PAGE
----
Dietary Fiber

Dietary fiber is that portion of foods that are not digestible. These fibers are derived from plants. Consuming fiber-based foods help to maintain healthy digestive system. Reducing belly fat and losing extra weight largely depend on healthy digestive system.

Types

Fibers or dietary fibers can be of two types. These are known as insoluble fibers and soluble fibers. As the name suggests, water-soluble fibers absorb water during digestion. These fibers increase stool bulk and may decrease blood cholesterol levels. On the other side, water-insoluble fibers remain unchanged during digestion. They promote normal movement of intestinal contents. Many foods actually contain both types. Therefore, when we talk about the difference between dietary fibers and soluble fibers we actually discuss about the general benefits from all fibers at one side and specific benefits from soluble fibers on the other side. Research conducted by the American National Institutes of Health show that most people eat only about half of the 25-plus grams of fiber. But they should consume the whole amount of 25-plus grams on a daily basis. According to the Harvard School of Public Health, dietary fibers of both types are important to good health. Therefore, you should not focus on what type you consume. Instead, you just need to make sure you get more dietary fiber overall. Eating more fruits and vegetables and switching to whole grains can gradually increase fiber-rich foods intake.

Sources

You can find dietary fibers in seeds, legumes, fruits, vegetables, grains, cereals and beans. In this article, you will read about high dietary fiber foods, their classifications and important roles in good health.

Beans and Legumes

Because of the abundant quantity of fiber, that is available, beans and legumes rank at the top of the list. In case of most beans, a one-cup contains approximately 10-20 grams of fiber. This amount is almost half of the daily minimum recommended amount in humans. An important fact is that, beans contain both soluble and insoluble fibers. Both of these fibers have different beneficial impact on digestive systems.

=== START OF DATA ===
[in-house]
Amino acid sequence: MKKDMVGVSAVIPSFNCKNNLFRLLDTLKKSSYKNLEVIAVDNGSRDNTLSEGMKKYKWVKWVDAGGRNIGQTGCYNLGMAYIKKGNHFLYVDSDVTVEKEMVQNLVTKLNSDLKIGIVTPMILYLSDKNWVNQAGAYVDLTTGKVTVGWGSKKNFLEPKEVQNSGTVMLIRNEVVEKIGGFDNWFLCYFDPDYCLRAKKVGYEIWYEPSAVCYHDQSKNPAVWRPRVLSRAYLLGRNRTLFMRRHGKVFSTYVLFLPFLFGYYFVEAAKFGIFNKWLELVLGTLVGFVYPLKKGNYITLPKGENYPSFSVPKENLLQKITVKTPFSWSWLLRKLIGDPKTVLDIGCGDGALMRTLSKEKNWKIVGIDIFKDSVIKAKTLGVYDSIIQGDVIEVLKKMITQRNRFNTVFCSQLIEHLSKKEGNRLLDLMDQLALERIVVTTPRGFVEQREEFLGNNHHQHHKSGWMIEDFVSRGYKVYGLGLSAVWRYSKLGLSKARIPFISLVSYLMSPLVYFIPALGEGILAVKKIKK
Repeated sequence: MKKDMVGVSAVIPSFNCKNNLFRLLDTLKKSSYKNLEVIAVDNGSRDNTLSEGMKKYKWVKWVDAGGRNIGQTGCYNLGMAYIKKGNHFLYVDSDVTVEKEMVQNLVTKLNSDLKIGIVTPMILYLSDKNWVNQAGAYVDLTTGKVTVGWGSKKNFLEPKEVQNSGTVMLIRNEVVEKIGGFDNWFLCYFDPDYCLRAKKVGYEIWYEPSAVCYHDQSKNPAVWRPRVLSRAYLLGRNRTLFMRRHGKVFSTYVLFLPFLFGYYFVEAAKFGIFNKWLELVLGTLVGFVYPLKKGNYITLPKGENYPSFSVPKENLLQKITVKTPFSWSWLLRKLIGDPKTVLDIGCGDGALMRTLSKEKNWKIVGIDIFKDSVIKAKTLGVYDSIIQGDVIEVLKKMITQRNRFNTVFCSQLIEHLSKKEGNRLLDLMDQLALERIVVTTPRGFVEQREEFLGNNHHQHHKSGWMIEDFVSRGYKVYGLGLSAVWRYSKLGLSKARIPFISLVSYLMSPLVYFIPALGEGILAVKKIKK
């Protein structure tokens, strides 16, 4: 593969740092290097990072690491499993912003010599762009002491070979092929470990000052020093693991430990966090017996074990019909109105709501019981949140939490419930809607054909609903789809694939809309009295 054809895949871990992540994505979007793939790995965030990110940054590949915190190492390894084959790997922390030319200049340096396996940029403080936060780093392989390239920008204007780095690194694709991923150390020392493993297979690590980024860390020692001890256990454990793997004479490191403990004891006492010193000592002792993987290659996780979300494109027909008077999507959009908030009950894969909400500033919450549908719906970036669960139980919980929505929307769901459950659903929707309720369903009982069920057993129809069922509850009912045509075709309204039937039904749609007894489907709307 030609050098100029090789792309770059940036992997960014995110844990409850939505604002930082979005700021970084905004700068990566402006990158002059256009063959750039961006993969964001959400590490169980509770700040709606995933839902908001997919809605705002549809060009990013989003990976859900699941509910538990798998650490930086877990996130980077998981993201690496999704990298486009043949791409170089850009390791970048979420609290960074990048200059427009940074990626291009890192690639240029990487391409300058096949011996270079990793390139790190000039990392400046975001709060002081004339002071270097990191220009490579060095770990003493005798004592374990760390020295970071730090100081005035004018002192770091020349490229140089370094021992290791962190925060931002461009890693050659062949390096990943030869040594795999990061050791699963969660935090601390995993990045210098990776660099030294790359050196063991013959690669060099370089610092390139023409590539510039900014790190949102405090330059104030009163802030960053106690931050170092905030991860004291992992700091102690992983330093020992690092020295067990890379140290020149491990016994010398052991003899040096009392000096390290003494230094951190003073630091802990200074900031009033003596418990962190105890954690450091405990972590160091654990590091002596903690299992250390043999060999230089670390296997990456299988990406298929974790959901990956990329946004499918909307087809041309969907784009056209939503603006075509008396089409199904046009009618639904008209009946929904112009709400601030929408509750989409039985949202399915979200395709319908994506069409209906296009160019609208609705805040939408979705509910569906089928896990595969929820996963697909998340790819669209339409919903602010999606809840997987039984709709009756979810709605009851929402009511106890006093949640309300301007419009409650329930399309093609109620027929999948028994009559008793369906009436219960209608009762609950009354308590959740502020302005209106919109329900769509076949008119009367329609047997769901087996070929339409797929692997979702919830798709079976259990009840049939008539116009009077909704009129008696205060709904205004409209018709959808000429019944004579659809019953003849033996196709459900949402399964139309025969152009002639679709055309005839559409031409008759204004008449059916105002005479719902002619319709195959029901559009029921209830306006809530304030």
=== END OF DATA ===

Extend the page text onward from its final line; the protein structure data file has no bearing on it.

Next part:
Vegetables

Talking about vegetables, three vegetable greens—collard, turnip, and beet greens are rich in fibers. About 5 grams of fiber per serving can be found from these vegetables. They are cost-effective as well. Moreover, whole grain foods can provide with sizable amounts of dietary fiber. These foods normally contain about five to ten grams of fiber per 1 cup serving. This type of foods mostly has insoluble fiber. The ratio of insoluble to soluble fiber is 4:1 or sometimes greater in these foods. In case of oats, there is a balanced ratio of two types of fiber. Among all vegetables collard greens, turnip greens, and beet greens are different and richer in fibers compared to other vegetables. Other fiber-rich vegetables include green peas, winter squash, broccoli, spinach, brussels sprouts, green beans, and cabbage.

Fruits, Seeds, Spices

There are fiber-rich fruits as well. Raspberries, pears, and cranberries are some of the top fiber-rich foods. Nuts & Seeds are also fiber-rich foods. Flaxseeds, sesame seeds and almonds are found to be rich in fibers. Herbs & Spices are also sources of fibers. Cinnamon is well known to provide with good amount of fibers.

Health Benefits

  • Efficient Digestive Tract Functioning: After you take foods, you will notice that the processed food is slowing inching its way through the digestive tract when a certain period has been elapsed. Sometimes the movement of this processed food is fast but sometimes it is very slow. In fact, between the small and large intestines, food and other waste products has to travel more than 25 feet digestive tract to get to the end of the path. The process of food movement inside the digestive tract is controlled by muscle movement. Whenever there is food inside the digestive tract, the muscle movement happens. In this way, presence of foods in our intestine can influence the muscle movement rate.